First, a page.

Here’s how and when to watch the Geminid meteor shower in Miami

One of the year's most intense astral events will light up Miami's sky this week.

Falyn Wood
Written by
Falyn Wood
Editor, Time Out Miami
Meteor shower
Photograph: Courtesy Unsplash/Alexander Andrews

Tonight’s weather forecast in Miami calls for mostly clear skies—great news for anyone who’s hoping to catch the epic Geminid meteor shower as it streaks over the city in all its glory. When it comes to setting yourself up for the best possible celestial show, there are lots of other factors to consider, including the time of night and your vantage point. But rest assured, a little preparation, patience and your naked eye is all you really need to enjoy this annual astral event, especially from a beautiful Miami beach or rooftop bar. 

What is the Geminid meteor shower? 

First observed in 1862, the Geminid meteor show is considered by many experts to be the most reliable and active annual meteor shower, with more than 100 meteors per hour lighting up the sky every December. Along with the Quadrantids, the Geminids is one of just two major meteor showers that don’t come from a comet, instead originating from a suspected Palladian asteroid known as 3200 Phaethon. 

When can I see the Geminid meteor shower? 

Every year, the Geminid meteor shower peaks around December 4 to 16. For 2022, the highest intensity will be during the early morning hours of December 14 (around 2 or 3am), though you should be able to make a sighting as early as December 13 evening, when longer-lasting meteors known as “Earthgrazers” will streak across a large swath of sky.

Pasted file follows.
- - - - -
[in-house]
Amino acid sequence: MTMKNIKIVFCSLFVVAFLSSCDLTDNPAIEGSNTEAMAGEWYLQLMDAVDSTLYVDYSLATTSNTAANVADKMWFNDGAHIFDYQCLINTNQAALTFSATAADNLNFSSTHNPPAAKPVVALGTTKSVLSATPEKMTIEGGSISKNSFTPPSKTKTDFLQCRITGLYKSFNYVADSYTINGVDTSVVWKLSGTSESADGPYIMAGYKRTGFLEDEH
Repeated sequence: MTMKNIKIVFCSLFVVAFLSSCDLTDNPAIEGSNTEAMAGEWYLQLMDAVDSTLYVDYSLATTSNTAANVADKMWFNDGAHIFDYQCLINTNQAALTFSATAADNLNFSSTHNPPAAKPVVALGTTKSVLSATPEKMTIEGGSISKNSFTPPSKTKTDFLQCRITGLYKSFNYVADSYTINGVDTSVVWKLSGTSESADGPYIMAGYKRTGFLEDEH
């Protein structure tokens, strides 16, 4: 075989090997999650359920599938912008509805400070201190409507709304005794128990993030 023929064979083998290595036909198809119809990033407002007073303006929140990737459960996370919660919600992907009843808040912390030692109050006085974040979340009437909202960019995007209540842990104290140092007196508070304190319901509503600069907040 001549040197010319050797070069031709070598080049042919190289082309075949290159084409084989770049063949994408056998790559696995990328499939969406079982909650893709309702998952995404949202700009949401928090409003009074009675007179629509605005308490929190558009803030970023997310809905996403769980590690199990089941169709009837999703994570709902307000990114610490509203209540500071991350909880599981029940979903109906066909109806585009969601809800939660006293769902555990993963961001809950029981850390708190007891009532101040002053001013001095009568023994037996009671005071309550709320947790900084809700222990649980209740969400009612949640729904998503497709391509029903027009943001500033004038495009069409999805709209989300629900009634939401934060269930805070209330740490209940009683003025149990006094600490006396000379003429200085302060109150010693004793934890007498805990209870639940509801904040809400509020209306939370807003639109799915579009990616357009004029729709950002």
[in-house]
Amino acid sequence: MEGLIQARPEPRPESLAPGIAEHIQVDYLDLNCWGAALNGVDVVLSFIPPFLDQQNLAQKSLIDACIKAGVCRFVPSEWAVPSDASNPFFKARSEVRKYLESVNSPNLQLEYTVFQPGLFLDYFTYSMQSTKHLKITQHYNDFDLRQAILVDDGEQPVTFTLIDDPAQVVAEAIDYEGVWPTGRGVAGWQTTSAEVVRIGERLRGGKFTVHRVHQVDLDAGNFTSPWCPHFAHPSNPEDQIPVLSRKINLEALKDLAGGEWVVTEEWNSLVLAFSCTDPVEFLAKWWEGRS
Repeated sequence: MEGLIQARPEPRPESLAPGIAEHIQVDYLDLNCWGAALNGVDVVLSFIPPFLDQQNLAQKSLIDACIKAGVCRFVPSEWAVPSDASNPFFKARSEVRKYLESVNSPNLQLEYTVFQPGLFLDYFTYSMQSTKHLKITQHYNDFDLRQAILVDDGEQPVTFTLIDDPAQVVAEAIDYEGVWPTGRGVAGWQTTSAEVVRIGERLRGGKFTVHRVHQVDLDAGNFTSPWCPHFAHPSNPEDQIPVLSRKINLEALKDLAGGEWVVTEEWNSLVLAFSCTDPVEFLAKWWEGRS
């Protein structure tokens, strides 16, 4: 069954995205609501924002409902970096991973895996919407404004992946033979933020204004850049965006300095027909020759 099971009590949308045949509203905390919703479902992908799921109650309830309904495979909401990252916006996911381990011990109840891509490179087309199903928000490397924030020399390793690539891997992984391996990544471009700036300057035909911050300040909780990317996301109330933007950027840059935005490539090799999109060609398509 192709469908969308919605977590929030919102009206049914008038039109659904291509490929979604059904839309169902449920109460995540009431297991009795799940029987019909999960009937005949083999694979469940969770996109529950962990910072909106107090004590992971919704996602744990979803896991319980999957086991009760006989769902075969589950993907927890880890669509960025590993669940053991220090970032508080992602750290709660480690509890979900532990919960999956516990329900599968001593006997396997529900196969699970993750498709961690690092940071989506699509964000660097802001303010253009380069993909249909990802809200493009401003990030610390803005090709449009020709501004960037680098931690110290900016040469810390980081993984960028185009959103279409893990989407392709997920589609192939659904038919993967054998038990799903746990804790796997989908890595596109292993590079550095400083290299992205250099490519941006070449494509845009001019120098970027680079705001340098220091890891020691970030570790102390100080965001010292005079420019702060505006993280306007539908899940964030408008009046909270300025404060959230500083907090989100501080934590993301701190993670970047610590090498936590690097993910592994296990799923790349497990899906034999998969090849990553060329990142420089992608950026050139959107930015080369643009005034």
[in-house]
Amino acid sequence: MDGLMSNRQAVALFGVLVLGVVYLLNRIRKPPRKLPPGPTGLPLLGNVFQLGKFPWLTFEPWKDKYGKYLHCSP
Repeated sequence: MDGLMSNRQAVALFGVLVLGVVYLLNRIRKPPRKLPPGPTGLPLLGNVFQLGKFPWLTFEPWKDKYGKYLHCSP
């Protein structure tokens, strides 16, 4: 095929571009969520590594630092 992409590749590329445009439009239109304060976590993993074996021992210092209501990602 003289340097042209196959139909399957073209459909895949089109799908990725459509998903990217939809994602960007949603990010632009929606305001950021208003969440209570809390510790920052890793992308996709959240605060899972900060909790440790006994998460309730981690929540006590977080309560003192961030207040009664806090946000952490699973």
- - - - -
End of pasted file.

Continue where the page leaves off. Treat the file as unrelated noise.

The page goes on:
How can I see the shower in Miami?

The good news: The Geminid shower is thought to be intensifying every year, with most recent showers bringing 120 to 160 meteors per hour in the Northern Hemisphere under optimal conditions. Also, compared to other showers, most of the yellowish-green Geminid meteors travel at medium speed (around 22 miles per second), making them much easier to spot. The Geminid meteors appear to come from the radiant in the constellation Gemini (hence the name), but they can show up almost anywhere in the night sky.  

The less good news: Geminid’s visibility, like most other celestial events, is largely dependent on the sky’s brightness wherever you are. In Miami, tonight’s waning gibbous moon will have 76% illumination (not great, compared to 2020’s 2% waning crescent). Still, as long as you begin gazing before the moon rises (around 10:20pm), you should be able to catch plenty of the spectacle.

You may also like
You may also like